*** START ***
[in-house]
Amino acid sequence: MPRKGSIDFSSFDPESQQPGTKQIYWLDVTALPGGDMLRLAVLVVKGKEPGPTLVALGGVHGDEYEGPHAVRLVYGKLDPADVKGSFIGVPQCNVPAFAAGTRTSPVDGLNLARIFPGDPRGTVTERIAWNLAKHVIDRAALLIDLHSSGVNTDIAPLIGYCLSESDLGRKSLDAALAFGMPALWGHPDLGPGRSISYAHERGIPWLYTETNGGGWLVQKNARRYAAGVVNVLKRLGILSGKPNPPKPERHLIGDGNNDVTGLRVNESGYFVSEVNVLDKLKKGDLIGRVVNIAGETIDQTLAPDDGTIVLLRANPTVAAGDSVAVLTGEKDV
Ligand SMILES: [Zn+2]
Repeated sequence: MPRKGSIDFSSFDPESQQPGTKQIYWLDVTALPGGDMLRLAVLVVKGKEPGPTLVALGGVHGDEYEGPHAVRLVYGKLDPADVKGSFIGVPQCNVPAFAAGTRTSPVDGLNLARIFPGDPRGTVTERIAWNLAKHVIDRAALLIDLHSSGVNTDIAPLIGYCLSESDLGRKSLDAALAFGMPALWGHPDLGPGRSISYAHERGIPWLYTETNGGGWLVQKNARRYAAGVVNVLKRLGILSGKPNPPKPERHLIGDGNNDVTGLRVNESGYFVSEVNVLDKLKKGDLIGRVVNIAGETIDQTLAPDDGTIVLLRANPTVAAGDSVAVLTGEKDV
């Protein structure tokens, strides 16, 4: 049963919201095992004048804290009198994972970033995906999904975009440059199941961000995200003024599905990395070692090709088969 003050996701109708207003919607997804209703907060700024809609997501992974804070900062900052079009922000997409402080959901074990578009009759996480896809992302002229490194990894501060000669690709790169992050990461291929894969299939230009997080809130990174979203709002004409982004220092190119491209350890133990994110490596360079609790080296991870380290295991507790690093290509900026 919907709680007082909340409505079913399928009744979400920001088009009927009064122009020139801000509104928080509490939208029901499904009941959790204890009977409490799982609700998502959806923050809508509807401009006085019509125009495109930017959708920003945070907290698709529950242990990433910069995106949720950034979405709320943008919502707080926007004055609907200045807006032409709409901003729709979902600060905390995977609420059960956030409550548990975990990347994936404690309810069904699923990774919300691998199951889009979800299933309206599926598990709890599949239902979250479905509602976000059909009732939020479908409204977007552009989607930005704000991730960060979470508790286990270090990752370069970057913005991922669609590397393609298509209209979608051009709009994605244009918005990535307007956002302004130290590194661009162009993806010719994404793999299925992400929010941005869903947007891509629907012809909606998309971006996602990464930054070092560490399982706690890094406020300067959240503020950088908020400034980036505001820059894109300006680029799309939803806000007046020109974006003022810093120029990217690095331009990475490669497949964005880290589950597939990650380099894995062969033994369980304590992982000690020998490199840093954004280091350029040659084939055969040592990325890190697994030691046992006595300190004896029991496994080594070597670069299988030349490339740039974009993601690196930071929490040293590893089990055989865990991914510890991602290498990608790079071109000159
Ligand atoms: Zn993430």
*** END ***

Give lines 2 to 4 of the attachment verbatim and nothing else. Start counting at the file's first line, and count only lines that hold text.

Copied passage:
Amino acid sequence: MPRKGSIDFSSFDPESQQPGTKQIYWLDVTALPGGDMLRLAVLVVKGKEPGPTLVALGGVHGDEYEGPHAVRLVYGKLDPADVKGSFIGVPQCNVPAFAAGTRTSPVDGLNLARIFPGDPRGTVTERIAWNLAKHVIDRAALLIDLHSSGVNTDIAPLIGYCLSESDLGRKSLDAALAFGMPALWGHPDLGPGRSISYAHERGIPWLYTETNGGGWLVQKNARRYAAGVVNVLKRLGILSGKPNPPKPERHLIGDGNNDVTGLRVNESGYFVSEVNVLDKLKKGDLIGRVVNIAGETIDQTLAPDDGTIVLLRANPTVAAGDSVAVLTGEKDV
Ligand SMILES: [Zn+2]
Repeated sequence: MPRKGSIDFSSFDPESQQPGTKQIYWLDVTALPGGDMLRLAVLVVKGKEPGPTLVALGGVHGDEYEGPHAVRLVYGKLDPADVKGSFIGVPQCNVPAFAAGTRTSPVDGLNLARIFPGDPRGTVTERIAWNLAKHVIDRAALLIDLHSSGVNTDIAPLIGYCLSESDLGRKSLDAALAFGMPALWGHPDLGPGRSISYAHERGIPWLYTETNGGGWLVQKNARRYAAGVVNVLKRLGILSGKPNPPKPERHLIGDGNNDVTGLRVNESGYFVSEVNVLDKLKKGDLIGRVVNIAGETIDQTLAPDDGTIVLLRANPTVAAGDSVAVLTGEKDV